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Math Help - Integration #1

  1. #1
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    Integration #1

    f(x) = xtan^{-1}x

    Find f'(x) and hence find \int_{0}^{1} tan^{-1}(x) dx.

    I can find f'(x), but I don't know how to hence find the integral. We've covered (in the context of this forum) basic integration techniques in class, but not inverse tan. I looked up how to do it in general, but my confusion arises from the wording -- hence -- which suggests that I should be able to figure it out from the derivative. Any help is greatly appreciated.
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  2. #2
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    Re: Integration #1

    Quote Originally Posted by Fratricide View Post
    f(x) = xtan^{-1}x

    Find f'(x) and hence find \int_{0}^{1} tan^{-1}(x) dx.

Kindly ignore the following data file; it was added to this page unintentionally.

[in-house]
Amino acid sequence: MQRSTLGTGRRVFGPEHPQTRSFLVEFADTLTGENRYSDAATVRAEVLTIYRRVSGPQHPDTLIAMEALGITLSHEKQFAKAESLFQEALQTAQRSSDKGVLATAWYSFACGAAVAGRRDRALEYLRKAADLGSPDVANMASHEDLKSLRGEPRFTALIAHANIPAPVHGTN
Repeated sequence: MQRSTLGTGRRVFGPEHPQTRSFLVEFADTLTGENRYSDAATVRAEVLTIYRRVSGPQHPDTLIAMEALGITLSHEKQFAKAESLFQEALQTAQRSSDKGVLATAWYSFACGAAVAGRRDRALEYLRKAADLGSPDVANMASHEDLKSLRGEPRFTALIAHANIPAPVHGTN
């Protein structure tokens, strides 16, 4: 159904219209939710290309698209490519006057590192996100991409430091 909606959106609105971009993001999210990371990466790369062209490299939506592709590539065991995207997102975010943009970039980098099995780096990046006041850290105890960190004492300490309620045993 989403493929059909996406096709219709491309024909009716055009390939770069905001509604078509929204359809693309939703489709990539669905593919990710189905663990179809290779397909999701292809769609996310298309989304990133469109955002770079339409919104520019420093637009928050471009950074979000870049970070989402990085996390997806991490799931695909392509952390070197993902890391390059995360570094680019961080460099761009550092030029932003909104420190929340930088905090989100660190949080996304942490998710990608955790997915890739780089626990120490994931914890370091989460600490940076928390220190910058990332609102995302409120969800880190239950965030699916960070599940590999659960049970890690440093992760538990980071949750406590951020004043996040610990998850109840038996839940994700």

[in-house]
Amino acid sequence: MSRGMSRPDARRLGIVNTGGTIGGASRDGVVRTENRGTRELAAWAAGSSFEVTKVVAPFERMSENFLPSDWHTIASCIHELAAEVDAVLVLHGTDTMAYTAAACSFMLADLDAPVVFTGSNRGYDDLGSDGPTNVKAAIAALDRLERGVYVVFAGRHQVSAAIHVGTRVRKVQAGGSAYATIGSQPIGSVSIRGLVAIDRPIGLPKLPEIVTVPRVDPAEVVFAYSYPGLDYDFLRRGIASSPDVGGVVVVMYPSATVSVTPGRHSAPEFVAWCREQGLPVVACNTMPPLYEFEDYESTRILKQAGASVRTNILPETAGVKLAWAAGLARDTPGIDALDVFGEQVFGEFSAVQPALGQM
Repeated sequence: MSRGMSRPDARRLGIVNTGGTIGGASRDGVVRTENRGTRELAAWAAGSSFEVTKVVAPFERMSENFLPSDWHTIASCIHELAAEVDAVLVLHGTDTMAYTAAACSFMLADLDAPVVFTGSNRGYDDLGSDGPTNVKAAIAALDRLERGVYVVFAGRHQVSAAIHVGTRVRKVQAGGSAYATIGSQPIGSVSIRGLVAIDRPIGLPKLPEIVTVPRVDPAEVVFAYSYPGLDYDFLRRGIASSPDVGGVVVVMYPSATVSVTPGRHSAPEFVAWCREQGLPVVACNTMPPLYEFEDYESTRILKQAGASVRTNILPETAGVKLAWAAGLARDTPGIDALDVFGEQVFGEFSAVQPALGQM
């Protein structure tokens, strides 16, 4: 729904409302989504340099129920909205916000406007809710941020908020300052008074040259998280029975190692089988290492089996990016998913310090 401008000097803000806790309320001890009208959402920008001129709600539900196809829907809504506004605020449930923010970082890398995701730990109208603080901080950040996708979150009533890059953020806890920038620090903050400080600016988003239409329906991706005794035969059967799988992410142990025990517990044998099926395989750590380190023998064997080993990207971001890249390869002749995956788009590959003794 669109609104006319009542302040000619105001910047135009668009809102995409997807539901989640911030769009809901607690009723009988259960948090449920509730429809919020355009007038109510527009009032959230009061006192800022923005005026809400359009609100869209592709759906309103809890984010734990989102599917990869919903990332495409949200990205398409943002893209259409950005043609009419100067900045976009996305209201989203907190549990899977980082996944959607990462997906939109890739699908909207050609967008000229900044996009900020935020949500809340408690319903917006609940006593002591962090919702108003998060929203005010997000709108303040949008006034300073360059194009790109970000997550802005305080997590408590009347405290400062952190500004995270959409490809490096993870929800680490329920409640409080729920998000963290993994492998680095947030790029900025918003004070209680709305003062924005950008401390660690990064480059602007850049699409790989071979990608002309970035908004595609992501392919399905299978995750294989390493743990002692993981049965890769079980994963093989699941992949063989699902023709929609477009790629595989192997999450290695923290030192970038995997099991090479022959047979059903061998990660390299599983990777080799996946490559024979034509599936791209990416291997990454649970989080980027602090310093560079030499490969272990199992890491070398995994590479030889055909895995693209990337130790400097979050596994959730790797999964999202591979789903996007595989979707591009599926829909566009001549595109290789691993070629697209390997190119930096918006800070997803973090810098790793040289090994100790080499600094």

I can find f'(x), but I don't know how to hence find the integral. We've covered (in the context of this forum) basic integration techniques in class, but not inverse tan. I looked up how to do it in general, but my confusion arises from the wording -- hence -- which suggests that I should be able to figure it out from the derivative. Any help is greatly appreciated.
    do this by parts

    if you know it that is

    \int udv= uv-\int vdu



    u=tan^{-1}(x); du = \frac{1}{x^2+1}dx, dv=dx, v=x

    that's how I'd solve the integral
    Last edited by Jonroberts74; July 24th 2014 at 11:15 PM.
    Thanks from topsquark and Fratricide
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  3. #3
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    Re: Integration #1

    Let's see:
    f(x) = x*arctan(x) so
    f'(x) = arctan(x) + x/(1+x^2)
    Then,
    arctan(x) = f'(x) - x/(1+x^2)
    Integrating both sides with respect to x, we should have
    S arctan(x)dx = f(x) - (1/2)ln(1+x^2)
    Now, plug in x=0 and 1 and do the subtraction. xD
    Thanks from Fratricide
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